Abdelhamid_PhD_Thesis.pdf (7.37 MB)

Efficient Distributed Processing Over Micro-batched Data Streams

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thesis
posted on 07.05.2021, 19:09 by Ahmed AbdelhamidAhmed Abdelhamid

Advances in real-world applications require high-throughput processing over large data streams. Micro-batching is a promising computational model to support the needs of these applications. In micro-batching, the processing and batching of the data are interleaved, where the incoming data tuples are first buffered as data blocks, and then are processed collectively using parallel function constructs (e.g., Map-Reduce). The size of a micro-batch is set to guarantee a certain response-time latency that is to conform to the application’s service-level agreement. Compared to native tuple-at-a-time data stream processing, micro- batching can sustain higher data rates. However, existing micro-batch stream processing systems lack Load-awareness optimizations that are necessary to maintain performance and enhance resource utilization. In this thesis, we investigate the micro-batching paradigm and pinpoint some of its design principles that can benefit from further optimization. A new data partitioning scheme termed Prompt is presented that leverages the characteristics of the micro-batch processing model. Prompt enables a balanced input to the batching and processing cycles of the micro-batching model. Prompt achieves higher throughput process- ing with an increase in resource utilization. Moreover, Prompt+ is proposed to enforce la- tency by elastically adapting resource consumption according to workload changes. More specifically, Prompt+ employs a scheduling strategy that supports elasticity in response to workload changes while avoiding rescheduling bottlenecks. Moreover, we envision the use of deep reinforcement learning to efficiently partition data in distributed streaming systems. PartLy demonstrates the use of artificial neural networks to facilitate the learning of efficient partitioning policies that match the dynamic nature of streaming workloads. Finally, all the proposed techniques are abstracted and generalized over three widely used stream process- ing engines. Experimental results using real and synthetic data sets demonstrate that the proposed techniques are robust against fluctuations in data distribution and arrival rates. Furthermore, it achieves up to 5x improvement in system throughput over state-of-the-art techniques without degradation in latency.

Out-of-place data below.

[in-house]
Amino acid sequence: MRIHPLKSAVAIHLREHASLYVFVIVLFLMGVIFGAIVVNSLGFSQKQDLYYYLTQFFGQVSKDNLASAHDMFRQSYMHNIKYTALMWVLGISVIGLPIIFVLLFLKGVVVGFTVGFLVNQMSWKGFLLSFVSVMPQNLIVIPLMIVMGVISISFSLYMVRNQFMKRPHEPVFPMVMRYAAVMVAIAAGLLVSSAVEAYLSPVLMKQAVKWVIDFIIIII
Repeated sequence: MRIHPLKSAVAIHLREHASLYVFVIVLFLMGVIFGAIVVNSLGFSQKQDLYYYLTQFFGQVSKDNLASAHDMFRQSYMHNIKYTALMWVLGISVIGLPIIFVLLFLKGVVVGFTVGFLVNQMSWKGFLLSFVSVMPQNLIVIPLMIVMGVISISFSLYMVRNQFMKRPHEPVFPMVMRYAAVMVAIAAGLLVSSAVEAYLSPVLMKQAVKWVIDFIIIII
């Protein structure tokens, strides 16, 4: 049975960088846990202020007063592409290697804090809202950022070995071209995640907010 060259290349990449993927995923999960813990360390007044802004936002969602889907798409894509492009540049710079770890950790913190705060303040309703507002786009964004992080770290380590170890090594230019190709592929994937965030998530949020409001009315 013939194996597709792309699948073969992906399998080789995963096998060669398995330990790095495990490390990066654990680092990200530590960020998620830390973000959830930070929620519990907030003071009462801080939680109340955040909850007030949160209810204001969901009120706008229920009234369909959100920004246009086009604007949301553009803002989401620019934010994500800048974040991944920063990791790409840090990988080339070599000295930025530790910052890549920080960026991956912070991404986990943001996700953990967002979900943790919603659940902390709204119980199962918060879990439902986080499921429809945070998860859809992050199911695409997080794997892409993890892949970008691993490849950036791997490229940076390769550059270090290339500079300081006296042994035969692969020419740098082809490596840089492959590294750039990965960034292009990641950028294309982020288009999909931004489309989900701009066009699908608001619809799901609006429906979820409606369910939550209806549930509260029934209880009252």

History

Degree Type

Doctor of Philosophy

Department

Computer Science

Campus location

West Lafayette

Advisor/Supervisor/Committee Chair

Walid G. Aref

Additional Committee Member 2

Elisa Bertino

Additional Committee Member 3

Sonia Fahmy

Additional Committee Member 4

Sunil Prabhakar

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